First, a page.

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An Interview With Desireé Reed-Francois

An Interview With Desireé Reed-Francois

  • Photos by Keith Borgmeyer
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Erica Pefferman and Desireé Reed-Francois sit down over coffee at Toasty Goat Coffee Co. and discuss breaking barriers, developing leaders, and dealing with social media haters.

While I love helping select the stories that go in the pages of COMO, I rarely am on the other side of the camera or write articles myself. However, I called dibs on this story immediately. I was very excited to get the chance to sit down with Mizou Athletic Director Desireé Reed-Francois to learn more about who she is beyond the notoriety of being one of the most powerful women in collegiate athletics. I found her to be delightful, authentic, smart, empathetic, and inspiring. After warming up the conversation talking about birthdays, lipstick, and shoes (because being powerful women doesn’t mean we have to leave our femininity behind), we dove into the topics I was anxious to learn more about.

Erica Pefferman • I saw you at the Chamber of Commerce Quarterly Membership Breakfast, and one of the things that stuck out to me was your engagement. You jumped off the stage and asked if you could come out and be with us and talk to us. You were so comfortable. As a CEO myself, I was very interested in hearing what that was like for you, so I asked you a question that I’m sure you get asked all the time: What does it feel like to be the first female AD? Your answer was very graceful, and I’ve thought about it so much since then — you said, “I look forward to the day when I don’t have to answer that anymore.”

Desireé Reed-Francois • Frankly, I used to answer questions along those lines a little differently. I used to say, “Well, I don’t know how to be a man.” Because it’s true. I only know how to be myself. But I was watching how some of my female student-athletes interacted, and after engaging with so many, I realized that it’s not me, but it’s what I represent. And then I felt a responsibility to be more thoughtful. My answer to the question then became, “I cannot wait for the day when my students are CEOs or surgeons or they’re running their own architecture firm and their gender isn’t even part of the question.” But, I understand the question, because this is somewhat new. There’s not that many women that do what we do at this level.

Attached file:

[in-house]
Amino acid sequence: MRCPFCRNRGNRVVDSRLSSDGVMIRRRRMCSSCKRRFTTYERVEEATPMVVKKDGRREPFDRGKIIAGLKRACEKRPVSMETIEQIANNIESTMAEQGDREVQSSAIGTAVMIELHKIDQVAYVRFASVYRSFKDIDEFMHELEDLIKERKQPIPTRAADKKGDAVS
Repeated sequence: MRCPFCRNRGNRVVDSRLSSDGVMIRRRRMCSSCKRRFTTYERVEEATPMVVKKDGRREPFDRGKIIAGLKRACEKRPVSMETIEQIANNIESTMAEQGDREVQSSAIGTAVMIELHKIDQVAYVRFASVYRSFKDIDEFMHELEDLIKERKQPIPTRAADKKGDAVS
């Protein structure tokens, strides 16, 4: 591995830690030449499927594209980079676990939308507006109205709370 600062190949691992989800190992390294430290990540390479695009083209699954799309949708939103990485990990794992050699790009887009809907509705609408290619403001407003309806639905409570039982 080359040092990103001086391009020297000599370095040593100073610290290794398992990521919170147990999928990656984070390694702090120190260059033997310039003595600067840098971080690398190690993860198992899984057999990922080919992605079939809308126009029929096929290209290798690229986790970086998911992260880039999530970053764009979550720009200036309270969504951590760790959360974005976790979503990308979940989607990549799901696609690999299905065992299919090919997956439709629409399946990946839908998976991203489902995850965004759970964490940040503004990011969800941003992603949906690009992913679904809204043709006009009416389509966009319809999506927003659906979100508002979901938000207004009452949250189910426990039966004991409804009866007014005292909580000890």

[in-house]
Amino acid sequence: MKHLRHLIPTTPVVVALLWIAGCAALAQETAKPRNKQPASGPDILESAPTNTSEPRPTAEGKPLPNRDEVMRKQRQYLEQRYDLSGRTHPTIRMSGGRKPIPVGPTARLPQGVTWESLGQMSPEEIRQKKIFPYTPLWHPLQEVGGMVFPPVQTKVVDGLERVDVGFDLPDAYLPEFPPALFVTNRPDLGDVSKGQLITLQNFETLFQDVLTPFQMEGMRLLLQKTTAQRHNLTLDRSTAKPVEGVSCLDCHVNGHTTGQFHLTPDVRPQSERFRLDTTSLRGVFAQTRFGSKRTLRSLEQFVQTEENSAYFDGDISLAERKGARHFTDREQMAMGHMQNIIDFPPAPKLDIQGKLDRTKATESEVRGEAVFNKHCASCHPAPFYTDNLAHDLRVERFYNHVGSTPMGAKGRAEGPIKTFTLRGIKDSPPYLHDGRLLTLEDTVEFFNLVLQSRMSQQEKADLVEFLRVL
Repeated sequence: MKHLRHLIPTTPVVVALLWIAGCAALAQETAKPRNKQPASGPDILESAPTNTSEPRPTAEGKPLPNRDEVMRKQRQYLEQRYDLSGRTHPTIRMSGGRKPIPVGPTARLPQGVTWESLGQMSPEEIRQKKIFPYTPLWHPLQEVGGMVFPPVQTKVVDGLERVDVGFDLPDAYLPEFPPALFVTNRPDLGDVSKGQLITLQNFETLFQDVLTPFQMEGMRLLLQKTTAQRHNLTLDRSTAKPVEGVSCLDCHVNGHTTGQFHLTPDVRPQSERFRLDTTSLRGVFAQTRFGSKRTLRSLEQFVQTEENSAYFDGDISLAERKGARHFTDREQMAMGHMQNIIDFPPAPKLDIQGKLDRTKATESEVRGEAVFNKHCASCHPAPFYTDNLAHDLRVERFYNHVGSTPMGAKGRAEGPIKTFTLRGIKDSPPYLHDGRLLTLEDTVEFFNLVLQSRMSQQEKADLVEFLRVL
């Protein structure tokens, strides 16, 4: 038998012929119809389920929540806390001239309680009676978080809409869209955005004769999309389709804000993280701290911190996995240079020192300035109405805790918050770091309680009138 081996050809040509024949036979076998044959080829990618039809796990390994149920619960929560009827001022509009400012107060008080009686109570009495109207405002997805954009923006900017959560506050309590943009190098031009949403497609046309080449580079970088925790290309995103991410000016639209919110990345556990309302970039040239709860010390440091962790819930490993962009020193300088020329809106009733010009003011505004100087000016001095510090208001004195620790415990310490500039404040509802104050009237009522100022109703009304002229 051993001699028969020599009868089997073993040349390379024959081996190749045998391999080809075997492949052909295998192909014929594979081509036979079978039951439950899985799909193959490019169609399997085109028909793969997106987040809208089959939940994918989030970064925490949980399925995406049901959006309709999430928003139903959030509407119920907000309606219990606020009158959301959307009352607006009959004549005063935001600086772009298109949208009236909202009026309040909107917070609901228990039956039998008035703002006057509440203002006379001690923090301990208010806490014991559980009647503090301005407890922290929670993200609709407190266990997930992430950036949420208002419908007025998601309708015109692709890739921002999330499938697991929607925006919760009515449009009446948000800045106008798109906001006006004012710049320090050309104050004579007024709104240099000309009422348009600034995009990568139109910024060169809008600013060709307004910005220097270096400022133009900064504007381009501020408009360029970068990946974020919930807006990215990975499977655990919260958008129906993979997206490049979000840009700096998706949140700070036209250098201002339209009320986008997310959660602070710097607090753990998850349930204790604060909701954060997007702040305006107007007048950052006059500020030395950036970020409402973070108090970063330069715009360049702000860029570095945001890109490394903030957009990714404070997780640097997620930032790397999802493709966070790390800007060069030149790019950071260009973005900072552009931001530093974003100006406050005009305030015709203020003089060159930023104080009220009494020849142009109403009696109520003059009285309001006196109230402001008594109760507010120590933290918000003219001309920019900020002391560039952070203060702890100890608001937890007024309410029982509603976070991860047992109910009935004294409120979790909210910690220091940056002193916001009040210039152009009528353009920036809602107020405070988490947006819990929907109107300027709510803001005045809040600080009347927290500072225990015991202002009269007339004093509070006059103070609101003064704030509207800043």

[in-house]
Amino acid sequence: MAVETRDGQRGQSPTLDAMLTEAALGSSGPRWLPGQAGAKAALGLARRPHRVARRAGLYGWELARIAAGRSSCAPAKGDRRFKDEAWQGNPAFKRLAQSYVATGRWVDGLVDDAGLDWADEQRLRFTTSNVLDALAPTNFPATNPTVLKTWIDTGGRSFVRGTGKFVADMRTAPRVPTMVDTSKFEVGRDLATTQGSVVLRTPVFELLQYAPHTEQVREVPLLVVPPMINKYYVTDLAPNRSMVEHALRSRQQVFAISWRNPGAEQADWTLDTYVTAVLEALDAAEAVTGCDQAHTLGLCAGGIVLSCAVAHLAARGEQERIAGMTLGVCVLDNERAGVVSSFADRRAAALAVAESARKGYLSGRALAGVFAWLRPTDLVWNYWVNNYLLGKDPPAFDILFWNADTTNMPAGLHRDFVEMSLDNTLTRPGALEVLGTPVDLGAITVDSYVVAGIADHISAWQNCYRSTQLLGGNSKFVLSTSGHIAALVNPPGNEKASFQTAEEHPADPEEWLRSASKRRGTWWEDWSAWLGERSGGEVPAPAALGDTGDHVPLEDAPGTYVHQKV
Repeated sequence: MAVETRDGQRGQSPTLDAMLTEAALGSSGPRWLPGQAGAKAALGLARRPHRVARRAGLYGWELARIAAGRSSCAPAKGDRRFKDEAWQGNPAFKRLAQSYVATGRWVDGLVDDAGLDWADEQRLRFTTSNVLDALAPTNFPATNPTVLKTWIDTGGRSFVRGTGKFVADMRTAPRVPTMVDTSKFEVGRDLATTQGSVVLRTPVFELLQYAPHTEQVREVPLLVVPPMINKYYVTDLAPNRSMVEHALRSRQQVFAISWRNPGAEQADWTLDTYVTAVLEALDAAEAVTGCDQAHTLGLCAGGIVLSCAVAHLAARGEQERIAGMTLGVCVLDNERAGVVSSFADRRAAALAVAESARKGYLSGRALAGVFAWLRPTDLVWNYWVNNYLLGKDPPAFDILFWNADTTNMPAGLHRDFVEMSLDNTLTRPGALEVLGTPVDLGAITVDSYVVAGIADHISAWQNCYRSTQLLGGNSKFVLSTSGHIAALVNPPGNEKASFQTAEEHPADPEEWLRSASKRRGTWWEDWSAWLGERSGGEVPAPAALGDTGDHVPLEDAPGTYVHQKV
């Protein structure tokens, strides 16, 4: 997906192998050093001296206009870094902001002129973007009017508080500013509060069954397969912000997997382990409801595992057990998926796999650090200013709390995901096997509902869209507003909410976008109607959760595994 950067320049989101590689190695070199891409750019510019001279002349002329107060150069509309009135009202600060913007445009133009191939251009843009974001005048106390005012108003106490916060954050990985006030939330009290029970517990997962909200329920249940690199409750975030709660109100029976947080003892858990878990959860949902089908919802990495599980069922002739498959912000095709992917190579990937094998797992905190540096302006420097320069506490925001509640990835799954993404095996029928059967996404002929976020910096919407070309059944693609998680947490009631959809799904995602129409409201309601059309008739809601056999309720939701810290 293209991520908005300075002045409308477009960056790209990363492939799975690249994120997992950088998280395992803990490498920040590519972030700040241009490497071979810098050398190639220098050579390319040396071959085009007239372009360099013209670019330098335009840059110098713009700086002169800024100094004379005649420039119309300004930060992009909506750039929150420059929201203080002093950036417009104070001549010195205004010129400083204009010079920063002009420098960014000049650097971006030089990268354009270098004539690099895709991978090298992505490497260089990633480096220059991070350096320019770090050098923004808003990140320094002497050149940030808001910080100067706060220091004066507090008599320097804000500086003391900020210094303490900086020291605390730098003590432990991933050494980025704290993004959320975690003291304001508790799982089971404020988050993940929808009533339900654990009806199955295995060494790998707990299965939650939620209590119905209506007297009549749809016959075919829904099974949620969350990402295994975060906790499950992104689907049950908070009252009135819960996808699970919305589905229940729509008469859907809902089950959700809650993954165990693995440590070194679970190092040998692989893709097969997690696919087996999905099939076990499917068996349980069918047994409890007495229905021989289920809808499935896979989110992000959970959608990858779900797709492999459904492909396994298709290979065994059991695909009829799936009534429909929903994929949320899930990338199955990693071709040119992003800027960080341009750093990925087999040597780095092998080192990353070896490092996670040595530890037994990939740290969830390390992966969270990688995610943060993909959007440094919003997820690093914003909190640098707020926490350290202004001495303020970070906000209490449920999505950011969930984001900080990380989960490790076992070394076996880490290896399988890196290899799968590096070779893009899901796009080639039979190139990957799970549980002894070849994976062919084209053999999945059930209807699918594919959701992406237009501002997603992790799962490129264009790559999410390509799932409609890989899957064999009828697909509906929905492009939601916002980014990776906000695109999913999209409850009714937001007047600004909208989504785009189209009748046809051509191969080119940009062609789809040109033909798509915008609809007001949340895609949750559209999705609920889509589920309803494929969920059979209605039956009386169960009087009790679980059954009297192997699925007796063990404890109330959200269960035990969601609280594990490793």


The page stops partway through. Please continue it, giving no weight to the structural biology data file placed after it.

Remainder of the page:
There are also gender stereotypes and misogynistic social media posts about my lipstick shade or folks who want my husband to explain the game of basketball to me or suggest that I stay in the kitchen. So, I just pray for their hearts. I have thick skin.  I am going to lead the athletic department with integrity and with a firm commitment to doing what is in the best interests of our student-athletes and our university. 

EP • Well, I think that’s the case regardless of what gender or any of that other stuff, right? It’s just an added layer.

DRF • Yes, and I just remember that this is a people business, and you have to have high empathy and do really good work. Because if we do really good work, we keep the door open for the next group.

EP • So, let me ask you a question about that. I’m very much involved in mentoring women in leadership, and have been mentored in leadership by both men and women. I know that you don’t like to answer those questions sometimes, but there is still the truth that you are a barrier-breaker. You are a part of why it will be normal later. How do you feel about that? Is there an extra weight that comes with that?

DRF • I do think about my responsibility for those young women looking for role models. I’m a little bit like a mama bear when it comes to my students. I want the young women and men at Mizzou to know that they can do anything. I come to work every day working to earn my responsibility. I want everybody to do that. “Pressure is a privilege” — I read that [from Billie Jean King’s book of the same name] and thought, “That’s amazing.” Embrace it. Have a sense of humor while being intentionally purpose-driven.

EP • So, who mentored you?

DRF • My mother was my first mentor. She expected excellence, and I never wanted to disappoint her. She was a strong woman but very, very caring. Education was critically important. My father is very smart and just expected us to make good decisions and really care about people. Education was important to him, as well. My dad was a diver who became an eighth-grade English teacher. My grandfather speaks 23 languages and loves learning. He worked for the State Department. My love of learning came from him. So, from an early age, I was surrounded by mentors who taught me about the importance of education, hard work, and compassion for others.